Sunday, July 20, 2014

Art Studies

I've continued to do mostly studies about art, rather than making new paintings.  Work and home have demanded a lot of my time.  I've got a couple of new clients for my consulting business, and I'm trying to make sure they're happy.  And at home, a combination of ongoing projects and decent weather has required a lot of labor outside.  We had a new propane tank installed in the yard, which meant they had to dig a big hole to bury it, which required me to smooth over the ground, spread grass seed and fertilizer, cover it all with straw, and restore a stacked rock wall.  Sounds simple but it required a lot of time and I was a whipped puppy at the end.

So the studio has gotten short shrift lately.  I've used my limited time to work on several different studies.  One of them is landscape.  I've continued to go thru the landscape book mentioned in a previous posting, taking lots of notes, and learning a good bit.  One of my studio efforts was a cloudscape.  Here's how it turned out:


Great art?  Hell, no.  But it's paint on canvas and gave me a chance to work with the play of late-afternoon sunlight.  I've always loved looking at those big summer afternoon thunderclouds.  Sometimes the light catches them just right and stops me in my tracks.  But painting them is a difficult thing to do.  Painters work with a very limited range of colors that reflect light, whereas a thundercloud and the surrounding sky comprise an infinite range of colors and light.  With this particular study, I looked at how the range of colors in the sky (an ultramarine in the upper left corner, to a light green in the bottom right), as well as the range in the cloud (bluish purple shadows, light rose highlights near the bottom, gradually shifting to orange and yellow up high).  The mountains are, to me, a disaster, but that just shows what I need to focus on next.  Lots of lessons learned here.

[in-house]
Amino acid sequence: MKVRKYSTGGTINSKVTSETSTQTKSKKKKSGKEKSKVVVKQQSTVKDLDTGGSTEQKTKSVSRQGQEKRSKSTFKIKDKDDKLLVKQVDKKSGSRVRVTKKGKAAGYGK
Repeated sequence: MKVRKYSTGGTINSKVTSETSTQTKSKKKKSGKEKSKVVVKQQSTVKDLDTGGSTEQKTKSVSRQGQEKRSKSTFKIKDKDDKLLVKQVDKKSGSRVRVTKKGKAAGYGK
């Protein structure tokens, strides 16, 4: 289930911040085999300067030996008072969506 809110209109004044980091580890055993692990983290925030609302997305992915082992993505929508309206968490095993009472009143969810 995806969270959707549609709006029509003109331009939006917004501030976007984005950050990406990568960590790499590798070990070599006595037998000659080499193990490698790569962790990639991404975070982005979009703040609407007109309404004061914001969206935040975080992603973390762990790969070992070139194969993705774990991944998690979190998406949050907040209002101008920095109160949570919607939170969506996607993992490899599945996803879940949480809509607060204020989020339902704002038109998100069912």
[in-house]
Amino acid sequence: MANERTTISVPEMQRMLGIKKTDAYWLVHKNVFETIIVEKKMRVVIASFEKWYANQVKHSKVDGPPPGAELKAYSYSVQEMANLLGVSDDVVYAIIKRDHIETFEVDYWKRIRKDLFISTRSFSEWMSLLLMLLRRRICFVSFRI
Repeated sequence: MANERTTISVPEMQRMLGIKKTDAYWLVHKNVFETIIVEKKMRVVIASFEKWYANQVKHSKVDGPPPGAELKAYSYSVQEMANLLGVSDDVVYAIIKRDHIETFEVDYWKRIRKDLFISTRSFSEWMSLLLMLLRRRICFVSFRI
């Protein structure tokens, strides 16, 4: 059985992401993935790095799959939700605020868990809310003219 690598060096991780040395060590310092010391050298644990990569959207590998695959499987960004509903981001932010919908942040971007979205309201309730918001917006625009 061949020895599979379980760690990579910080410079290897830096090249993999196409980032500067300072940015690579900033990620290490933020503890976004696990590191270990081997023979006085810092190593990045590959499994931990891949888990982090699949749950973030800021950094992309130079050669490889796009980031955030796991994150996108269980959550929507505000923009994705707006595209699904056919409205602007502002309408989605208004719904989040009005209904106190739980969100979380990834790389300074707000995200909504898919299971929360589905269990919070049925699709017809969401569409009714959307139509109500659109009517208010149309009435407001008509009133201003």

I've been going to sessions with a model on Wednesday evenings.  Last week was my third session.  We had a lovely young lady who took a pose leaning against the wall.  She was very tanned and athletic, which gave her skin a rich warm glow, and the strong lighting gave sharp contrasts in light and dark.  I was pretty happy with the way this study turned out.  Titled "Megan Standing", it's now up in my Etsy gallery.  With this study, I put into practice some of the things I've picked up from my figure studies.  Specifically, I do an underpainting using only burnt umber.  This lets me work out the composition and light/dark structure.  Once it looks acceptable, I go in with a very limited range of colors.  This one used primarily yellow ochre and cad red, with a little bit of cobalt blue in various places, some ultramarine in the very dark darks, and a tiny bit of cad yellow in some of the highlighted areas.

Last week, I visited one of our local used-book stores and found a thick book on Anthony Van Dyke.  I never knew much about him, besides that he could paint a helluva fine portrait.  I've been going thru the book and studying the images, taking notes on the compositions, colors, metaphorical representations, and other things as they pop into my head.  My method of taking notes is to do a thumbnail sketch of the image and then scribble things down as they pop into my head, in a stream-of-consciousness way.  Here's a page from the notebook:


After this afternoon's session, I have quite a few things that I want to try out in the studio.  Lots of lessons learned, I think ... if I can remember them!


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